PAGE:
Hamartomas: Causes, Symptoms, Treatment, Types, Locations, Can it Spread?
What are Hamartomas?
Hamartomas are benign and relatively common tumors, which are made of normal tissue instead of cancerous cells. However, hamartomas can be a cause of serious worry to the patient, as they look a lot like cancer on the imaging studies. A good example of hamartomas is a pulmonary hamartoma where there is development of non-cancerous tissues made of connective tissue, fat and cartilage which is found in the lung region. Hamartomas are seen in men more than women. The exact cause of hamartomas is not clear; however, they can be hereditary.
What is the Difference Between Normal Tissue and Hamartoma?
The primary difference between normal tissue and a hamartoma is that the growth of hamartomas occurs in a disorganized mass. Majority of the hamartomas grow at a slow rate, which is like normal tissues.
What Causes Hamartomas?
The exact cause of hamartomas is not clear. Hamartomas can be hereditary in some patients and found in patients with genetic syndromes like Cowden's disease.
Hamartomas and Cowden Syndrome
Hamartomas are commonly seen in patients with Cowden’s disease where it develops as a part of this disease. The common cause of Cowden’s disease is an autosomal dominant genetic mutation which means that the patient has about 50% chance of getting this mutation if either one of the parents have it.
What are the Symptoms of Hamartomas?
Hamartomas do not always cause symptoms. Patient may feel discomfort because of the pressure on the adjacent tissues and organs exerted by the hamartoma. These hamartoma symptoms depend on the location of the hamartoma. Fear experienced by the patient is the commonest "symptom" of hamartomas, as these benign tumors are very similar to cancer when seen on the imaging tests.
Types & Location of Hamartomas
Hamartomas can grow anywhere; but there are some more common areas of development of hamartomas such as:
Lungs/Pulmonary Hamartomas: These are the commonest type of benign lung tumors and are often accidentally discovered on a chest x-ray or CT scan of the chest which is done for other reasons. Pulmonary hamartomas developing near the airway can result in obstruction leading to bronchiectasis and pneumonia.
Skin Hamartomas: A Hamartoma can develop anywhere on the skin; however, the more common areas of growth of hamartoma on the skin include lips, face and neck.
Hypothalamus/Hypothalamic Hamartoma: The location of hamartomas is the hypothalamus, which is located within a confined space in the brain. Due to this, the patient has symptoms from the pressure on the adjacent structures exerted by this benign tumor, which include personality changes, seizures and early onset of puberty.
Heart/Cardiac Hamartoma: Hamartoma occurs as a commonest heart tumor in children and produce symptoms of heart failure.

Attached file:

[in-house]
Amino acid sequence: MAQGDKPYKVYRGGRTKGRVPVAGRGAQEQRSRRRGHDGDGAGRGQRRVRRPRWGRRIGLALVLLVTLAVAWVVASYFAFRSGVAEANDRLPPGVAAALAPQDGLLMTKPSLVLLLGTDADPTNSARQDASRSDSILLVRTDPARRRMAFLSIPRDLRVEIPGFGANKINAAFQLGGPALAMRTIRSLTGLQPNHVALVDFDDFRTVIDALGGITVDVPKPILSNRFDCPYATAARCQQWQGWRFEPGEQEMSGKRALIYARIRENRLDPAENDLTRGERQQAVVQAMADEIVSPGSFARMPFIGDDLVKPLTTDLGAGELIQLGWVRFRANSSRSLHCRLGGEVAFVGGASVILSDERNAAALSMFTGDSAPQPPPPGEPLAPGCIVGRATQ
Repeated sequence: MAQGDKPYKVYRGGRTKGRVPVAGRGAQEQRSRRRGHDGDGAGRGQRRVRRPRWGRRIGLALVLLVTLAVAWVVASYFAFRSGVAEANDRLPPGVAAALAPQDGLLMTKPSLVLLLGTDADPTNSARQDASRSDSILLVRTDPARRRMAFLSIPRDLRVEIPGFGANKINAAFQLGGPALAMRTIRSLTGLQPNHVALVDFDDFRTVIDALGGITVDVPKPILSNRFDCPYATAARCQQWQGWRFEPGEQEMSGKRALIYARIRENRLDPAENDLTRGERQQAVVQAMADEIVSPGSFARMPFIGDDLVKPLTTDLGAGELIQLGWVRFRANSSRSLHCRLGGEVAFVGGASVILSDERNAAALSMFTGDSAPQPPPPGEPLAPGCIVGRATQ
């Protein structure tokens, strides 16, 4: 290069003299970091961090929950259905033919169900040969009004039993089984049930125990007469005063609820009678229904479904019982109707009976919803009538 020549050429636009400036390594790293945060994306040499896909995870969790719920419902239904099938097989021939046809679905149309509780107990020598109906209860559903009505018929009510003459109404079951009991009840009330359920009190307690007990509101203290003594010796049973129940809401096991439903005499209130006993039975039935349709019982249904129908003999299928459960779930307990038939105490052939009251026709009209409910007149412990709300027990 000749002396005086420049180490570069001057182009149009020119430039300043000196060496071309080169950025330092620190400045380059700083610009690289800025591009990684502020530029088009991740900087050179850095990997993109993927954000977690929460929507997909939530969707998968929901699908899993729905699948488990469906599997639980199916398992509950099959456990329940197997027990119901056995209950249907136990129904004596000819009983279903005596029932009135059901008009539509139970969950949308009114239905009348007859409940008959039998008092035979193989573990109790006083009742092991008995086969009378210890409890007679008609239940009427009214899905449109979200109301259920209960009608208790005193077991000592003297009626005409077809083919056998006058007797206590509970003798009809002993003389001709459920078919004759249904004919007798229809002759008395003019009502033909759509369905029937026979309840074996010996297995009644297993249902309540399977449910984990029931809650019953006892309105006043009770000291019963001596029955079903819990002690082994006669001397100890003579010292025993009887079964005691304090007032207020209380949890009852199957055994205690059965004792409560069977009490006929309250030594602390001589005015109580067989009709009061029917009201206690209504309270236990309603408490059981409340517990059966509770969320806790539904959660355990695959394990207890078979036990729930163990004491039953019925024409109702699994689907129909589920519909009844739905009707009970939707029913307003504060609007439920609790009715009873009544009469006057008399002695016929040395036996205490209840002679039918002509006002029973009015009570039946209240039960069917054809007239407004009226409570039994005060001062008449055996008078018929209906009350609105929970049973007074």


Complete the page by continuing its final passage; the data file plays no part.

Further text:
Spleen/Splenic Hamartoma: Hamartomas can form on the spleen and cause abdominal pain in the patient.
Kidneys/Renal Hamartomas: Hamartomas can be found on the kidneys on imaging studies done for some other problem. Patient may have symptoms of kidney dysfunction in renal Hamartomas.
Can Hamartoma Cause Cancer?
People suffering from Cowden’s disease are at increased risk for developing cancers, especially of thyroid and breast. In such cases, thorough examination of the patient is done to exclude cancer.
How Can Hamartoma be Differentiated from Cancer?
It can be difficult to differentiate Hamartomas from cancer. However hamartomas do have some distinguishing characteristics which set them apart from cancerous tumors and these are:
- Hamartomas have the look of popcorn calcification on the images which helps in diagnosing them.
- What hamartomas do not have is cavitation, where there is breakdown in the centre of the tissue.
- The size of the hamartomas is commonly less than 2 inches in diameter.
Can Hamartomas Metastasize or Spread?
No, hamartomas do not usually spread to other parts of the body. However, patient can experience symptoms from hamartomas due to the pressure caused by them on the adjacent structures.
How are Hamartomas Diagnosed?
Diagnosis of Hamartoma can be made with a fine needle biopsy. Other than this, diagnostic features of Hamartoma include:
- Popcorn calcification in Hamartoma.
- Hamartomas rarely have cavitation in them.
- The size of the Hamartomas is lesser than 2 inches across the middle.
How are Hamartomas Treated?
Treatment for a hamartoma depends on the location of the tumor and whether the patient is experiencing any symptoms from it. If the patient does not have any symptoms from hamartomas, then it is likely that no treatment is done and the tumor is observed over time.
Surgery to remove a Hamartoma is done only if the patient is having any symptoms or if the diagnosis is not clear regarding the tumor being cancerous or benign. Surgeries done for pulmonary hamartomas include wedge resection, lobectomy and pneumonectomy.